3,185 citations

Journal ArticleDOI
TL;DR: 34 novel miRNAs were identified by tissue-specific cloning of approximately 21-nucleotide RNAs from mouse and a miRNA was identified that appears to be the fruitfly and mammalian ortholog of C. elegans lin-4 stRNA.
Abstract: MicroRNAs (miRNAs) are a new class of noncoding RNAs, which are encoded as short inverted repeats in the genomes of invertebrates and vertebrates [1, 2]. It is believed that miRNAs are modulators of target mRNA translation and stability, although most target mRNAs remain to be identified. Here we describe the identification of 34 novel miRNAs by tissue-specific cloning of approximately 21-nucleotide RNAs from mouse. Almost all identified miRNAs are conserved in the human genome and are also frequently found in nonmammalian vertebrate genomes, such as pufferfish. In heart, liver, or brain, it is found that a single, tissue-specifically expressed miRNA dominates the population of expressed miRNAs and suggests a role for these miRNAs in tissue specification or cell lineage decisions. Finally, a miRNA was identified that appears to be the fruitfly and mammalian ortholog of C. elegans lin-4 stRNA.

3,177 citations

Journal ArticleDOI
TL;DR: It is argued that redox biology, rather than oxidative stress, underlies physiological and pathological conditions.
Abstract: Oxidative stress refers to elevated intracellular levels of reactive oxygen species (ROS) that cause damage to lipids, proteins and DNA. Oxidative stress has been linked to a myriad of pathologies. However, elevated ROS also act as signaling molecules in the maintenance of physiological functions — a process termed redox biology. In this review we discuss the two faces of ROS — redox biology and oxidative stress — and their contribution to both physiological and pathological conditions. Redox biology involves a small increase in ROS levels that activates signaling pathways to initiate biological processes, while oxidative stress denotes high levels of ROS that result in damage to DNA, protein or lipids. Thus, the response to ROS displays hormesis, given that the opposite effect is observed at low levels compared with that seen at high levels. Here, we argue that redox biology, rather than oxidative stress, underlies physiological and pathological conditions.

3,108 citations

Journal ArticleDOI
TL;DR: In this paper, a protein kinase that phosphorylates PKB α at Thr308 and increases its activity over 30-fold was found to play a key role in mediating the activation of PKB by insulin and growth factors.
Abstract: Background: Protein kinase B (PKB), also known as c-Akt, is activated rapidly when mammalian cells are stimulated with insulin and growth factors, and much of the current interest in this enzyme stems from the observation that it lies ‘downstream' of phosphoinositide 3-kinase on intracellular signalling pathways. We recently showed that insulin or insulin-like growth factor 1 induce the phosphorylation of PKB at two residues, Thr308 and Ser473. The phosphorylation of both residues is required for maximal activation of PKB. The kinases that phosphorylate PKB are, however, unknown. Results: We have purified 500 000-fold from rabbit skeletal muscle extracts a protein kinase which phosphorylates PKB α at Thr308 and increases its activity over 30-fold. We tested the kinase in the presence of several inositol phospholipids and found that only low micromolar concentrations of the D enantiomers of either phosphatidylinositol 3,4,5-triphosphate (PtdIns(3,4,5)P 3 ) or PtdIns(3,4)P 2 were effective in potently activating the kinase, which has been named PtdIns(3,4,5)P 3 -dependent protein kinase-1 (PDK1). None of the inositol phospholipids tested activated or inhibited PKB α or induced its phosphorylation under the conditions used. PDK1 activity was not affected by wortmannin, indicating that it is not likely to be a member of the phosphoinositide 3-kinase family. Conclusions: PDK1 is likely to be one of the protein kinases that mediate the activation of PKB by insulin and growth factors. PDK1 may, therefore, play a key role in mediating many of the actions of the second messenger(s) PtdIns(3,4,5)P 3 and/or PtdIns(3,4)P 2 .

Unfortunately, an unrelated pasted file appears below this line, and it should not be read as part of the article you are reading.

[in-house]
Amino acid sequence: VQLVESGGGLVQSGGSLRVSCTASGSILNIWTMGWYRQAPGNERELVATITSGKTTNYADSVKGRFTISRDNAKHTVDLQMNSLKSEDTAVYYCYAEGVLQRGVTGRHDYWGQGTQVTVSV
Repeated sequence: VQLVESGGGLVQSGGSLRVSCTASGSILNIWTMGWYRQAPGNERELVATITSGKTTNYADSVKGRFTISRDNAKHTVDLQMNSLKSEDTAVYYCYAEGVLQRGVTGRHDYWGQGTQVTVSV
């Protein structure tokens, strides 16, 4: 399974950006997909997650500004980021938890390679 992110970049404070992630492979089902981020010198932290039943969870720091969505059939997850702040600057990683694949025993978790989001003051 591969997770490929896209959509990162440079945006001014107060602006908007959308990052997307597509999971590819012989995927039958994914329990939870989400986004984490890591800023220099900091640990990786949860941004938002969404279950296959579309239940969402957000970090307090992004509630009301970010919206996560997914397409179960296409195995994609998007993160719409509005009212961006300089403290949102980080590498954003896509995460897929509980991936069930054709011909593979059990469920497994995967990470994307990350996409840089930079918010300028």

2,732 citations

Journal ArticleDOI
TL;DR: It is found that the rictor-mTOR complex modulates the phosphorylation of Protein Kinase C alpha (PKCalpha) and the actin cytoskeleton, suggesting that this aspect of TOR signaling is conserved between yeast and mammals.
Abstract: The mammalian TOR (mTOR) pathway integrates nutrient- and growth factor-derived signals to regulate growth, the process whereby cells accumulate mass and increase in size. mTOR is a large protein kinase and the target of rapamycin, an immunosuppressant that also blocks vessel restenosis and has potential anticancer applications. mTOR interacts with the raptor and GbetaL proteins to form a complex that is the target of rapamycin. Here, we demonstrate that mTOR is also part of a distinct complex defined by the novel protein rictor (rapamycin-insensitive companion of mTOR). Rictor shares homology with the previously described pianissimo from D. discoidieum, STE20p from S. pombe, and AVO3p from S. cerevisiae. Interestingly, AVO3p is part of a rapamycin-insensitive TOR complex that does not contain the yeast homolog of raptor and signals to the actin cytoskeleton through PKC1. Consistent with this finding, the rictor-containing mTOR complex contains GbetaL but not raptor and it neither regulates the mTOR effector S6K1 nor is it bound by FKBP12-rapamycin. We find that the rictor-mTOR complex modulates the phosphorylation of Protein Kinase C alpha (PKCalpha) and the actin cytoskeleton, suggesting that this aspect of TOR signaling is conserved between yeast and mammals.

2,442 citations